A duet with Carter climaxed the set, arranged only as they exchanged places on the stage. It was hard to imagine in advance how their two styles would mix, but the fit was fine. Carter’s trebly harp fills changed the mood, adding an extra poignancy to a list song (“Condition”) about the contradictions of being human, co-written with Boo Hewerdine. The line, “I’m a pin-drop, I’m Phil Spector,” stood out above the rest and exploded an appreciative grin across my face. It was one of the Duke’s.

That just left a quick catch-up with the Last Orders magazine show, featuring highlights from the days’ events. I had had to miss Milton Jones’ hour of comedy (as well as Adrian Plass’s arty observations) so I was pleased to hear a bit of his work, a mix of old favourite one-liners and a few new ones. He inserted a section from his 10-Second Sermons book, more one-liners, but with some serious meanings behind the humour. I understood him wanting to offer some depth among the zany surrealism, but felt it fell a bit flat in comparison. Maybe it worked better during a longer show.

The first full day offered the whole Greenbelt experience, with theatre, music, visual art and teaching.

Catching the theatre was accidental. I wandered into the Centaur (a part-seated indoor venue that can take 3,000 people) just as Ockham’s Razor – a trio of actors who only perform aerial work – were starting their half-hour work The Mill. Everything was done on a ‘stage’ seven metal rails by three, which they unclipped halfway through so that it could flip through 180 while they were still on it. Impressive as their balancing skills were, and the strength of their arms, I found it hard to get into emotionally.

The exhibition that was half of The Methodist Collection of Art was far more stimulating. The collection is entirely of paintings of Christ by modern painters, such as Norman Adams and Graham Sutherland. The free audio tour gave plenty of background without being too long (I had to pause it several times) as it took the viewer through the life of Christ, starting with a Dalit painting of the Virgin and Child.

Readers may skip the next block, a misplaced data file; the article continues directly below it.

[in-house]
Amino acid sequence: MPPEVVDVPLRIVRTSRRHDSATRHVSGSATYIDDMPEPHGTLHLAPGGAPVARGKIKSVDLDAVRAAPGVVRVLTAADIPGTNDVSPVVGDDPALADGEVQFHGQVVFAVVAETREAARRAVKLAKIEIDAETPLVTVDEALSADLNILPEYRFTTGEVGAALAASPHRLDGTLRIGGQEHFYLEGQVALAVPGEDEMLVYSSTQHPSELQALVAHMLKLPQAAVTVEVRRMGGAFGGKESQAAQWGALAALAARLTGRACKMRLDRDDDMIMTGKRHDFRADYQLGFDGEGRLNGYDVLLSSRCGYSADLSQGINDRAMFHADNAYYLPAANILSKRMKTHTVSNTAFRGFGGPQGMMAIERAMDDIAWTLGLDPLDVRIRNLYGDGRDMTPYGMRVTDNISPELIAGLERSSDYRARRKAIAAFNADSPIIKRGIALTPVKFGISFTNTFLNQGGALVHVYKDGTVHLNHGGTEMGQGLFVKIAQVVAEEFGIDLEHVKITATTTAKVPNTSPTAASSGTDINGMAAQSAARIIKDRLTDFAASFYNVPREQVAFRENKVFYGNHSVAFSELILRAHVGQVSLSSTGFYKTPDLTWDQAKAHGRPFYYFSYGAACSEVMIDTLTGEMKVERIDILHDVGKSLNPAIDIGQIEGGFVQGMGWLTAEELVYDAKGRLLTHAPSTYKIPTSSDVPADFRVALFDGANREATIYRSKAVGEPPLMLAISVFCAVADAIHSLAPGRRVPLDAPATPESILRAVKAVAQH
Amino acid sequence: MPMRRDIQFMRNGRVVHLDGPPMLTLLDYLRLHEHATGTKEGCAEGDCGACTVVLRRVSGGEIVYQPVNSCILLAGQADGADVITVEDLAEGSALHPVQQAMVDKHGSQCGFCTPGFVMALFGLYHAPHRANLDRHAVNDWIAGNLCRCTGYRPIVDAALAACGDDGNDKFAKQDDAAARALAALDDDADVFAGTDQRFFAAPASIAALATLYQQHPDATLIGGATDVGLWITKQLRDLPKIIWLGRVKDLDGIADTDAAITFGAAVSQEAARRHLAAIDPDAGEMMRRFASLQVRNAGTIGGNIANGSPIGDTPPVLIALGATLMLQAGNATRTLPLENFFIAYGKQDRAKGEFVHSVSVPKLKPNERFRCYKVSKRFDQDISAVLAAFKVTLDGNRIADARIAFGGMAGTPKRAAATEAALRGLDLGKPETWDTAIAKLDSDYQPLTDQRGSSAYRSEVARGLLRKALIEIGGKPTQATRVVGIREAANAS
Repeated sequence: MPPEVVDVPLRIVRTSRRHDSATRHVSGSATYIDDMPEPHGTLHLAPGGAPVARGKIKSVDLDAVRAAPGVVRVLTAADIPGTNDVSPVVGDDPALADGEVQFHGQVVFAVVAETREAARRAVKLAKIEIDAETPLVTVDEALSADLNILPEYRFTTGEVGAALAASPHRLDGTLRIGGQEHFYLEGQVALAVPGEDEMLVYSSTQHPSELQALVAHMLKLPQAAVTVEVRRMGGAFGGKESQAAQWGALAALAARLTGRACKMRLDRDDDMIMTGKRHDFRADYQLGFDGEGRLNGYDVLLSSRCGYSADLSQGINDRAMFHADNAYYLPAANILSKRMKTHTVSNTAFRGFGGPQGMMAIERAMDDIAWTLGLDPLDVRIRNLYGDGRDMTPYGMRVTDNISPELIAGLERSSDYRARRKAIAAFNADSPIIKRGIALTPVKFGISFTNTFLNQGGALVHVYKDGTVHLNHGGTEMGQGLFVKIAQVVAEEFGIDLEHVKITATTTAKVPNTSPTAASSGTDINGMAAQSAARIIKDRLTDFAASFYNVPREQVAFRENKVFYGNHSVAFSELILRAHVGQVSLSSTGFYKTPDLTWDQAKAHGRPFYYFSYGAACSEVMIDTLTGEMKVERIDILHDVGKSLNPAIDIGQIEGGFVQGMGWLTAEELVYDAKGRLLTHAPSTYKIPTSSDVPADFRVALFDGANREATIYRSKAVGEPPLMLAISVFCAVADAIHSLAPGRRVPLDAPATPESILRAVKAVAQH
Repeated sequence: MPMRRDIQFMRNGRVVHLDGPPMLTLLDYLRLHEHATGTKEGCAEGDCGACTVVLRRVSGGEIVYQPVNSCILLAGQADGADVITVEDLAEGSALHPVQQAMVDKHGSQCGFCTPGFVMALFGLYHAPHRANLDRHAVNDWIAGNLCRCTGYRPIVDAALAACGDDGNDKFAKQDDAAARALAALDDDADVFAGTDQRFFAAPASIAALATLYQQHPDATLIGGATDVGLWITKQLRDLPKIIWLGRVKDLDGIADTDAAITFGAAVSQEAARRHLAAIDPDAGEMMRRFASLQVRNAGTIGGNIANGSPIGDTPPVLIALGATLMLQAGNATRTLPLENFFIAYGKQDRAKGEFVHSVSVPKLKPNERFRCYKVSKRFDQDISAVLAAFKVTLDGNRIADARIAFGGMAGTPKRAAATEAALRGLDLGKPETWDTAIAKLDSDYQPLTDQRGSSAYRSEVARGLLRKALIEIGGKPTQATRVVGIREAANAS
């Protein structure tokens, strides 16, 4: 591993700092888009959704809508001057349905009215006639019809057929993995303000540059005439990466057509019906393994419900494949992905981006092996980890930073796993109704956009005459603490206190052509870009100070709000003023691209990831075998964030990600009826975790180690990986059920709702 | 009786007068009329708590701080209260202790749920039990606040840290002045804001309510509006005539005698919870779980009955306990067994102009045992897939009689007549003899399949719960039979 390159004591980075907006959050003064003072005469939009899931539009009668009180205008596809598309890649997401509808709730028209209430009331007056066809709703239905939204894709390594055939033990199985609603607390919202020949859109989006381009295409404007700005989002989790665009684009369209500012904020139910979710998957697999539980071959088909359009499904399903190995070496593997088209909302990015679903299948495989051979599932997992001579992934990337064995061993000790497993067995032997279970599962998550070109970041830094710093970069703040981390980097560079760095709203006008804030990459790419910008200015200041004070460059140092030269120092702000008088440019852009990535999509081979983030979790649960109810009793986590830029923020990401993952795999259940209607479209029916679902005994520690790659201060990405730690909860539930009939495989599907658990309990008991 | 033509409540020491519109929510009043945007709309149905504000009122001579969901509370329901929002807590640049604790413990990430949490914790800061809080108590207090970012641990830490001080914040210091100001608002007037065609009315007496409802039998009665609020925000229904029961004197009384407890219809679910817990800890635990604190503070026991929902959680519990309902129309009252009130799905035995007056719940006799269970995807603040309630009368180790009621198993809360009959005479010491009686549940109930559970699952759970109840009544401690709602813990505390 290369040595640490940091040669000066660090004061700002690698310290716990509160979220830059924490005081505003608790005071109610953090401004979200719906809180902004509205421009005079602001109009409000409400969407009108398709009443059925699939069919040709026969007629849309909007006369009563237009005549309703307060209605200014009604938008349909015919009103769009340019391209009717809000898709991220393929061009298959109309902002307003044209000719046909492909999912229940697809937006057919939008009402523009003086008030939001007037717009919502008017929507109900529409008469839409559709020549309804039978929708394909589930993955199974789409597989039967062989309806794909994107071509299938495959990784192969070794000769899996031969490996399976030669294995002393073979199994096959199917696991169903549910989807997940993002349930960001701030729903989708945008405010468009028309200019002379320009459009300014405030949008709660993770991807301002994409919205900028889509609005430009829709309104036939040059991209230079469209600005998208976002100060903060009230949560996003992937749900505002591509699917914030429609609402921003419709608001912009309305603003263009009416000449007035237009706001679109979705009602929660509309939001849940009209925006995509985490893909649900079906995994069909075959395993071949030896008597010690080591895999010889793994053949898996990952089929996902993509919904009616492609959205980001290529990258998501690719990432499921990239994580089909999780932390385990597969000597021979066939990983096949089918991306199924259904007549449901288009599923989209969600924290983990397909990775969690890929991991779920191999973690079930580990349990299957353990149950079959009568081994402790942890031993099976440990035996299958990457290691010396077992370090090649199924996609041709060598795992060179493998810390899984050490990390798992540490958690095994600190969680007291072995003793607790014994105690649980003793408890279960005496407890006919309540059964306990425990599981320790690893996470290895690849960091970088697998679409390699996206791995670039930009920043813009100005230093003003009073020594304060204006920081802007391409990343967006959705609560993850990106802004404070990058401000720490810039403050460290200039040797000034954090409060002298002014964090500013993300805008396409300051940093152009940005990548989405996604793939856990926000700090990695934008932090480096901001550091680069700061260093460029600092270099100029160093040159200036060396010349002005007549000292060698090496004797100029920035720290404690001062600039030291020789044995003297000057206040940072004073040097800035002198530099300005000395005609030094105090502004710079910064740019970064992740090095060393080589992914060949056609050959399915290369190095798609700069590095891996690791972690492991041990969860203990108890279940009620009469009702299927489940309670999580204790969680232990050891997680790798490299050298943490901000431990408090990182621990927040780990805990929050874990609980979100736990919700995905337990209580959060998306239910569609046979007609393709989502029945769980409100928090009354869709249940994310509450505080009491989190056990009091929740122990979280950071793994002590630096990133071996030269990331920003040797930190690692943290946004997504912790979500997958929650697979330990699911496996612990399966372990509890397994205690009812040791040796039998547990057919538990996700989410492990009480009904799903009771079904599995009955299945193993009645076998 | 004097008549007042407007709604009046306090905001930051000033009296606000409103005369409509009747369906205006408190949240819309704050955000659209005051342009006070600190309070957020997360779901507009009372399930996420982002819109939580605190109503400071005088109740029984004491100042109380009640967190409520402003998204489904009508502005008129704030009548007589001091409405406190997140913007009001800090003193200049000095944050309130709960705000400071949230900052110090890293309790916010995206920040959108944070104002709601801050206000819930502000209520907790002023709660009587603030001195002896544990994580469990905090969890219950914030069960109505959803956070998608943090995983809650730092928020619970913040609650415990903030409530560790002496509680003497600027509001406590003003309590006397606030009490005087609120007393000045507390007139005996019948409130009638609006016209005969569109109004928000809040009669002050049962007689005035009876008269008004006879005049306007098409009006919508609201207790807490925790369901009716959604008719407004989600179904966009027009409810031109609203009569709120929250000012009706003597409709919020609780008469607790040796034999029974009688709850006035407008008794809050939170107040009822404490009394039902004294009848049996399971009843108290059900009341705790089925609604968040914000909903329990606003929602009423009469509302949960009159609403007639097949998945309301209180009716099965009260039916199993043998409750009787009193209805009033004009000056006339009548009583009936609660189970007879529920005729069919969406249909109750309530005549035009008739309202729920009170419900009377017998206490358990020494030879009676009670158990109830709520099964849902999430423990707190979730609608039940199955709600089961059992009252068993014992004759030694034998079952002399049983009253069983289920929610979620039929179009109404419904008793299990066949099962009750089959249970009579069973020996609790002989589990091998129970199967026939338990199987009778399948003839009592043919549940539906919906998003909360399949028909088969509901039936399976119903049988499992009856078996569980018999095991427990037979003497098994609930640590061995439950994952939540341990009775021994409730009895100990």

I was particularly struck by The Raising of Lazarus, which translated the raising of Lazarus to an English Churchyard, adding a time tunnel, distorting the perspective and superimposing present over past like something out of Dr. Who. Finished only this year, Christ Writes in the Dust by Clive Hicks-Jenkins was one of many that bore long, meditative viewing – and it embodied the festival’s key strands of faith, art and justice.

The two talks I caught were very different. The much-vaunted Rob Bell – plainly a big draw, judging from overheard comments – was largely disappointing. There were plenty of anecdotes to illustrate that with God, failure is never final. It seemed very much padded out generic motivational talk for a long while, until he fleshed out what it means to take on a new identity. It was a section of what jargon-users call being ‘in Christ,’ but by using a fresh approach, it hit home more powerfully. It left me wondering how much top-billing speakers have to be general in their talks to reach the wide range of people that they draw in.

Paula Gooder was the opposite. Without much anecdotal content, she was explaining what the Bible says about what happens to us after we die. I had already been struck by a talk in a small venue at a previous Greenbelt, where she insisted that heaven is neither postponed nor private as folklore tends to make it seem, and gave background on the Jewish understanding of heaven, so lighting up the ‘many rooms in my Father’s mansion’. That was so impressive and thought-provoking that I had to catch this one on what does happen after death. It left me inspired to re-read the whole New Testament in its light.

The range of music I came across on this one day was terrific. Centaur hosted a string orchestra that included Palestinian Oud player Nizar Al-Issar; Gungor played an anthemic worship set; and mainstage headliners Get Cape, Wear Cape, Fly blasted out some inspirational Indie based around ideals that may have been indirectly inspired by the Festival (front man Sam Duckworth revealed that his father was once a Greenbelter).

But the most dynamic set was a Performance Café set from Folk On, who have developed even further since their word-of-mouth success at last year’s late night show. Their song “I Can’t Marry You as my Horse has just Died” was the funniest thing I have experienced in months. On top of the surreal situation, lines like, “Don’t make that long face, it just reminds me of him” sent tears down my face. Hilarious.

Read Part two here.